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Heated magnet nanoparticles target cells, release drugs

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3-D model of liposome with embedded SPIONs (in purple)--Courtesy of Adolphe Merkle Institute

Researchers in Switzerland have created a novel drug delivery system using nanosized magnets to deliver toxic drugs to specific parts of a patient's body. The triggered delivery is a step toward creating "intelligent" drugs with highly targeted functions.

By combining a liposome nanocontainer with superparamagnetic iron oxide nanoparticles (SPIONs), the National Research Program "Smart Materials" has created a way to provide detailed control over when and where drugs are released, according to the Swiss National Science Foundation.

The drug molecule--a chemotherapy drug, for example--is contained within the liposomal vesicle, which is implanted with the SPIONs. The drugs are shielded within the vesicle until when the SPIONs are activated and heated by a magnetic field, the vesicle's membrane becomes permeable, releasing the drug in the targeted spot.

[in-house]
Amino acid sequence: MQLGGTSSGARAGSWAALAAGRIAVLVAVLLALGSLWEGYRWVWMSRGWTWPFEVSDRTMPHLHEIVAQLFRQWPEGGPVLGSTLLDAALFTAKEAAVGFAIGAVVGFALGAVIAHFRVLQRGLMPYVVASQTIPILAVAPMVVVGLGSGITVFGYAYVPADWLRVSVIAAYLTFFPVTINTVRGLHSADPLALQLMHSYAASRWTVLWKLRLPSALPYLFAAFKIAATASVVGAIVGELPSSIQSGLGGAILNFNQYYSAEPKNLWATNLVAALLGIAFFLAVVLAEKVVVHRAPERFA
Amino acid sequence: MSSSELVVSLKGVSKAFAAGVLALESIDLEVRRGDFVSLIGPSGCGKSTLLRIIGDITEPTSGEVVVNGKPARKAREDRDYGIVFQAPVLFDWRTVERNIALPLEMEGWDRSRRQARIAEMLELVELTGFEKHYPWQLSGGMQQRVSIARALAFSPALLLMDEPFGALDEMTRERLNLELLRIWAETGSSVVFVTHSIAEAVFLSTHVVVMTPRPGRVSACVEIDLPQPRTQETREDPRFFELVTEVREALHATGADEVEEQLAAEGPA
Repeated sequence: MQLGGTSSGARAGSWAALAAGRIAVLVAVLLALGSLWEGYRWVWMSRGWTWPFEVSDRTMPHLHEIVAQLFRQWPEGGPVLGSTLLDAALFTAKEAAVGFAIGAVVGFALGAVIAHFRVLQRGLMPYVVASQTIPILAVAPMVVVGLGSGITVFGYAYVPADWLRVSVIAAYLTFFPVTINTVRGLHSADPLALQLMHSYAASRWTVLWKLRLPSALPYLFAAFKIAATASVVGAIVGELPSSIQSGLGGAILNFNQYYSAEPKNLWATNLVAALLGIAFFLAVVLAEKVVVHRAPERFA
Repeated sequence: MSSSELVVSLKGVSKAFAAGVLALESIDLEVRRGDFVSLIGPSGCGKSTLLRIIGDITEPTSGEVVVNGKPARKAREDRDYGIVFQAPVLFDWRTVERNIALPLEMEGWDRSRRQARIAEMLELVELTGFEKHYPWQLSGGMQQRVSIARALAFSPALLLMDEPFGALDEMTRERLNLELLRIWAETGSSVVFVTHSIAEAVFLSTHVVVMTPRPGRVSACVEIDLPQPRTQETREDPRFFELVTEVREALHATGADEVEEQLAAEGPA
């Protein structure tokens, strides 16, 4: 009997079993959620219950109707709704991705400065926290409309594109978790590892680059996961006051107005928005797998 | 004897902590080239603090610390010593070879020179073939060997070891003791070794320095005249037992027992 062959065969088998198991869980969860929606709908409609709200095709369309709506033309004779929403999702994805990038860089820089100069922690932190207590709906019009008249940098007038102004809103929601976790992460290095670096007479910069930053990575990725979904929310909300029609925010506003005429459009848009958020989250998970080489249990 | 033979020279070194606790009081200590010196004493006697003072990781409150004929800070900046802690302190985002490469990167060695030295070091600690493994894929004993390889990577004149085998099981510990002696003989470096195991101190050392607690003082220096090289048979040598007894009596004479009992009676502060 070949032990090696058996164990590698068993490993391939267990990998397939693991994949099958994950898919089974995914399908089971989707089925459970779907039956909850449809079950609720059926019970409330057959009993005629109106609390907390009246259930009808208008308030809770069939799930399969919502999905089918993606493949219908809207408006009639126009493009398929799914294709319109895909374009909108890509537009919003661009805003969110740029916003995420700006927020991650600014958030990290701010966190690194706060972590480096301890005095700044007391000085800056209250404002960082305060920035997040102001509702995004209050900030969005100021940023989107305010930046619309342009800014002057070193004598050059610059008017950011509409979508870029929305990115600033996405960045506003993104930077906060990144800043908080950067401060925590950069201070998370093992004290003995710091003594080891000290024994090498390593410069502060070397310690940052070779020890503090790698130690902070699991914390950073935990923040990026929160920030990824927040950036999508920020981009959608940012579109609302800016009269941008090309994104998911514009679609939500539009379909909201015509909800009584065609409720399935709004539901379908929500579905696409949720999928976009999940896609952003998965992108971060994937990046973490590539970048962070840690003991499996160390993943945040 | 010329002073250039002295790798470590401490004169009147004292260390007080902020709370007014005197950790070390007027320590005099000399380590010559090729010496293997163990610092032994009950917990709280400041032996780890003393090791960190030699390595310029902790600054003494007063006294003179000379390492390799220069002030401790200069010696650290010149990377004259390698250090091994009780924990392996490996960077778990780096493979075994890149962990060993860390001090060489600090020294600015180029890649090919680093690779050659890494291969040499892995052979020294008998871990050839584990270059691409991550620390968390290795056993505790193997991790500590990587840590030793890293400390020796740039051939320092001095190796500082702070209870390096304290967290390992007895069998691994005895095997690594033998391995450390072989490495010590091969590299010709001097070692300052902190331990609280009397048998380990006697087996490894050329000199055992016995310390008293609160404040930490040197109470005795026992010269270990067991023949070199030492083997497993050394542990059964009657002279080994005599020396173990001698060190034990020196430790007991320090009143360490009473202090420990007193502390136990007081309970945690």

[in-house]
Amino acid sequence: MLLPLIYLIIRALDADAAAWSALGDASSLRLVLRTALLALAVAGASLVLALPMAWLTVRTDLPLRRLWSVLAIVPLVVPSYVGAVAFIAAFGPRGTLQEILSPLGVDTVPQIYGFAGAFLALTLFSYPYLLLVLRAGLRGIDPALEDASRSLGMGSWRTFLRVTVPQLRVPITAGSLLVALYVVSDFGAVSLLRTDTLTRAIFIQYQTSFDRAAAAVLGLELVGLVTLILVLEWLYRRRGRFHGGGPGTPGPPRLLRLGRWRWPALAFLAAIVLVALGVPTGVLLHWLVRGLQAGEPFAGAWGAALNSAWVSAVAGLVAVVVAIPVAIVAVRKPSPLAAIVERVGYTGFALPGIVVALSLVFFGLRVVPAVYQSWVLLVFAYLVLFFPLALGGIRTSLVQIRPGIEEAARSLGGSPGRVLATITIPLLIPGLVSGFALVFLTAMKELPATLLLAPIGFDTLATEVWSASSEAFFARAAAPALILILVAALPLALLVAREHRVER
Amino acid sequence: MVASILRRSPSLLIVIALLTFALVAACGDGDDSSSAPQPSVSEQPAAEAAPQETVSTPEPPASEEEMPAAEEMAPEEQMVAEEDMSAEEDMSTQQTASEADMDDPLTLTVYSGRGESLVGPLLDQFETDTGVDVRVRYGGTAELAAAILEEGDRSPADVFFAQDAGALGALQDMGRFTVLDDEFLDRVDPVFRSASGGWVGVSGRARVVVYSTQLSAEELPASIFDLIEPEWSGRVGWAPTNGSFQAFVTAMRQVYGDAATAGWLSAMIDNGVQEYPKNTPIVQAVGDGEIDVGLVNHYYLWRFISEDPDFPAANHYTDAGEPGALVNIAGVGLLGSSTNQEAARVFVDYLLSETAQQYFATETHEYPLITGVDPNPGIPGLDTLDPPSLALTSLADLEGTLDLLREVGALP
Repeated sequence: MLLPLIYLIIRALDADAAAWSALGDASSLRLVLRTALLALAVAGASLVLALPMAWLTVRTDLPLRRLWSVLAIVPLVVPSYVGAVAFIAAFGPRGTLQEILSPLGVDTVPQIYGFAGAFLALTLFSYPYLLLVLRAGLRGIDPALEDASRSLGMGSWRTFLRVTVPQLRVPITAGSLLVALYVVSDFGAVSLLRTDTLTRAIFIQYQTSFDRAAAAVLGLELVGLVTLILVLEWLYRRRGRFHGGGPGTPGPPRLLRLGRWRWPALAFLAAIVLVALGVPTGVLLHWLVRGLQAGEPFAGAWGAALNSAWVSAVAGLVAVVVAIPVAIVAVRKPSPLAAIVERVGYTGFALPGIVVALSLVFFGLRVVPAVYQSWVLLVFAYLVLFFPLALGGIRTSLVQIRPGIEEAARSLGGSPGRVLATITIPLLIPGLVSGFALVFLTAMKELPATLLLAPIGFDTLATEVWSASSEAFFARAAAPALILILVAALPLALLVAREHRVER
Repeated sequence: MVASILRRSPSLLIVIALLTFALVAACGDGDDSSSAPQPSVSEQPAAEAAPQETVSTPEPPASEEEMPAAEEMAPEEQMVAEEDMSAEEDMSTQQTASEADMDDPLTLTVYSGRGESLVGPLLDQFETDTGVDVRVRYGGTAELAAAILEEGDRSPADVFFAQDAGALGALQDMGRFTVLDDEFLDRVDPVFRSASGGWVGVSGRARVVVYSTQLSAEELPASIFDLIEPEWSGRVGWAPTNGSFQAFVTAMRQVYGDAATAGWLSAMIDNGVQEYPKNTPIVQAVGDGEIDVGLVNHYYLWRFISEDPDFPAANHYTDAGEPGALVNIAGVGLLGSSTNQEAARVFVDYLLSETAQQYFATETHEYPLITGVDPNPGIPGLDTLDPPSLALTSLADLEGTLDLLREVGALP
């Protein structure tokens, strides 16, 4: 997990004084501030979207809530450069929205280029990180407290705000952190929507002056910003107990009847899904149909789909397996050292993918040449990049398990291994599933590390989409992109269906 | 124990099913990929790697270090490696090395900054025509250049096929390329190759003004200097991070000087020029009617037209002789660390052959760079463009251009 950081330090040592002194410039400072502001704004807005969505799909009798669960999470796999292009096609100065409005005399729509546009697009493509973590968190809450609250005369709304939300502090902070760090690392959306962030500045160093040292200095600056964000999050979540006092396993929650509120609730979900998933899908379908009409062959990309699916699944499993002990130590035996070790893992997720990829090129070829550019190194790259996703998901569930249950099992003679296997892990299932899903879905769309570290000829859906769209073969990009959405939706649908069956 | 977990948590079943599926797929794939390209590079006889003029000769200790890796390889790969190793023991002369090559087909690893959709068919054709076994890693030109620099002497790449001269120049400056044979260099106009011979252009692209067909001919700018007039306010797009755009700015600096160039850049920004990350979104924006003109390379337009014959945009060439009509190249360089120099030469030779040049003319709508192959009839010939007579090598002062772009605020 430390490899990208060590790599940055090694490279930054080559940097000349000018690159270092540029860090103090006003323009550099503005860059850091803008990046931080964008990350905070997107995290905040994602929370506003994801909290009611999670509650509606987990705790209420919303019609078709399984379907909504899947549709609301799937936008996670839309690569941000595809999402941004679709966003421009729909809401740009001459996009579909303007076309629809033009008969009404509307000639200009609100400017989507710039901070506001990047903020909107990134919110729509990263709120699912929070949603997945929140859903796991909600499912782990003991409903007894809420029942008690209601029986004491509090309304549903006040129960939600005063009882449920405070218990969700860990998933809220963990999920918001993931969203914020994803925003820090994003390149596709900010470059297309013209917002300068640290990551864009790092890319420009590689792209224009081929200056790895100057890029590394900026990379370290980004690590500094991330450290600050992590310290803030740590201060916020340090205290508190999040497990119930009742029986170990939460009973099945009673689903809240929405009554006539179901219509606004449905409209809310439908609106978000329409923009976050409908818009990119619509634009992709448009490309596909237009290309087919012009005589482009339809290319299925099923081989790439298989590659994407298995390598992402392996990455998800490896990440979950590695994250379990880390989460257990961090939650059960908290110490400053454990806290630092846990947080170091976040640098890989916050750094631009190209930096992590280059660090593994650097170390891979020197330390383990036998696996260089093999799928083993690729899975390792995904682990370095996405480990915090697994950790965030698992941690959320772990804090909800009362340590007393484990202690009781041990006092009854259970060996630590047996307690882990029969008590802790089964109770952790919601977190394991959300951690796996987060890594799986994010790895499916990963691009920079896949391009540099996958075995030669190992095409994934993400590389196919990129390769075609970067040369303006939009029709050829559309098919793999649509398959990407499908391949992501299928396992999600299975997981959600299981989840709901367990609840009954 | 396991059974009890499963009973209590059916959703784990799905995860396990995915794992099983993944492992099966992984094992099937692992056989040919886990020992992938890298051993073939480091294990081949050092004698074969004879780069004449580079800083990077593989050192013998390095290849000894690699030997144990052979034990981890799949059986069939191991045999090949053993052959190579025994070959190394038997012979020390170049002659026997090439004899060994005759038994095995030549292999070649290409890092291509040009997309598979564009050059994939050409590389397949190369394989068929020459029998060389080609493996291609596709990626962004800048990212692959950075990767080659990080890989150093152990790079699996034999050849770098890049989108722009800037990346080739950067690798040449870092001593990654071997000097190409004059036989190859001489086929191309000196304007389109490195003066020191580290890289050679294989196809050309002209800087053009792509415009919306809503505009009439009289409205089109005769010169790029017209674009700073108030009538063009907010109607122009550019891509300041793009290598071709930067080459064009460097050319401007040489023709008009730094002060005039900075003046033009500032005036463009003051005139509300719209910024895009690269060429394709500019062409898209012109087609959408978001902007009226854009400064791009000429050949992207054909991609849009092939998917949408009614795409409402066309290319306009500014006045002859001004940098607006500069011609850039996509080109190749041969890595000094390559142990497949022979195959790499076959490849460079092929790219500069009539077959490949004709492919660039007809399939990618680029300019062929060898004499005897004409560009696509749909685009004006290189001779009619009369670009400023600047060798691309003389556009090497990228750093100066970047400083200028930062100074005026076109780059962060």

The discovery marks a significant achievement in nanomedicine: "We can really talk of nanomedicine in this context because, by exploiting superparamagnetism, we are exploiting a quantum effect which only exists at the level of nanoparticles," said Heinrich Hofmann of the associated Powder Technology Laboratory in a statement.

- here's the release

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